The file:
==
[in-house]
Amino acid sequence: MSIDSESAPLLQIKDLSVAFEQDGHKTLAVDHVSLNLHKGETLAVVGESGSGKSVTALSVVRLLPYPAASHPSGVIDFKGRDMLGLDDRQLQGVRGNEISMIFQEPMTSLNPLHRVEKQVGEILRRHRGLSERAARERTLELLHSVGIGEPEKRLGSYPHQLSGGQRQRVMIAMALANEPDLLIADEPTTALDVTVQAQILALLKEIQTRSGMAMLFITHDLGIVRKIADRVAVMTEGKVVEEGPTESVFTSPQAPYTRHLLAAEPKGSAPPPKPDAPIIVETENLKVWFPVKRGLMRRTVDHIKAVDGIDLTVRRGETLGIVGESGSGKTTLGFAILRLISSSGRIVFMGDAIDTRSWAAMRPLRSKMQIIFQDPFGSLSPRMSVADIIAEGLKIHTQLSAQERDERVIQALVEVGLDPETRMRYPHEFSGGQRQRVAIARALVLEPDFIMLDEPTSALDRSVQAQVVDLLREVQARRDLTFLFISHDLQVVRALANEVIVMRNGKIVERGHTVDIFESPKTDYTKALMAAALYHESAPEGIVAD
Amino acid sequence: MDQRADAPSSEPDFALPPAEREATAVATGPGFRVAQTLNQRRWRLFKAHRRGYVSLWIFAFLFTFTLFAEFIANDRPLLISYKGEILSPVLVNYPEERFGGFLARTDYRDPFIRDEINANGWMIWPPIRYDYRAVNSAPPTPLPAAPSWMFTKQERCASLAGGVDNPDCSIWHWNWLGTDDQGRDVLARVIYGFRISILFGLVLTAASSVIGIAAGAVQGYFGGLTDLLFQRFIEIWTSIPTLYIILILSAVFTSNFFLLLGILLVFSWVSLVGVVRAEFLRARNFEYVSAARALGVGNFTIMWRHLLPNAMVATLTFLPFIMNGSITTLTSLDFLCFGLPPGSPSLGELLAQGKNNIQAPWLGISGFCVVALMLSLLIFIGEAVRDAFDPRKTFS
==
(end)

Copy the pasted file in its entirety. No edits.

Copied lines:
[in-house]
Amino acid sequence: MSIDSESAPLLQIKDLSVAFEQDGHKTLAVDHVSLNLHKGETLAVVGESGSGKSVTALSVVRLLPYPAASHPSGVIDFKGRDMLGLDDRQLQGVRGNEISMIFQEPMTSLNPLHRVEKQVGEILRRHRGLSERAARERTLELLHSVGIGEPEKRLGSYPHQLSGGQRQRVMIAMALANEPDLLIADEPTTALDVTVQAQILALLKEIQTRSGMAMLFITHDLGIVRKIADRVAVMTEGKVVEEGPTESVFTSPQAPYTRHLLAAEPKGSAPPPKPDAPIIVETENLKVWFPVKRGLMRRTVDHIKAVDGIDLTVRRGETLGIVGESGSGKTTLGFAILRLISSSGRIVFMGDAIDTRSWAAMRPLRSKMQIIFQDPFGSLSPRMSVADIIAEGLKIHTQLSAQERDERVIQALVEVGLDPETRMRYPHEFSGGQRQRVAIARALVLEPDFIMLDEPTSALDRSVQAQVVDLLREVQARRDLTFLFISHDLQVVRALANEVIVMRNGKIVERGHTVDIFESPKTDYTKALMAAALYHESAPEGIVAD
Amino acid sequence: MDQRADAPSSEPDFALPPAEREATAVATGPGFRVAQTLNQRRWRLFKAHRRGYVSLWIFAFLFTFTLFAEFIANDRPLLISYKGEILSPVLVNYPEERFGGFLARTDYRDPFIRDEINANGWMIWPPIRYDYRAVNSAPPTPLPAAPSWMFTKQERCASLAGGVDNPDCSIWHWNWLGTDDQGRDVLARVIYGFRISILFGLVLTAASSVIGIAAGAVQGYFGGLTDLLFQRFIEIWTSIPTLYIILILSAVFTSNFFLLLGILLVFSWVSLVGVVRAEFLRARNFEYVSAARALGVGNFTIMWRHLLPNAMVATLTFLPFIMNGSITTLTSLDFLCFGLPPGSPSLGELLAQGKNNIQAPWLGISGFCVVALMLSLLIFIGEAVRDAFDPRKTFS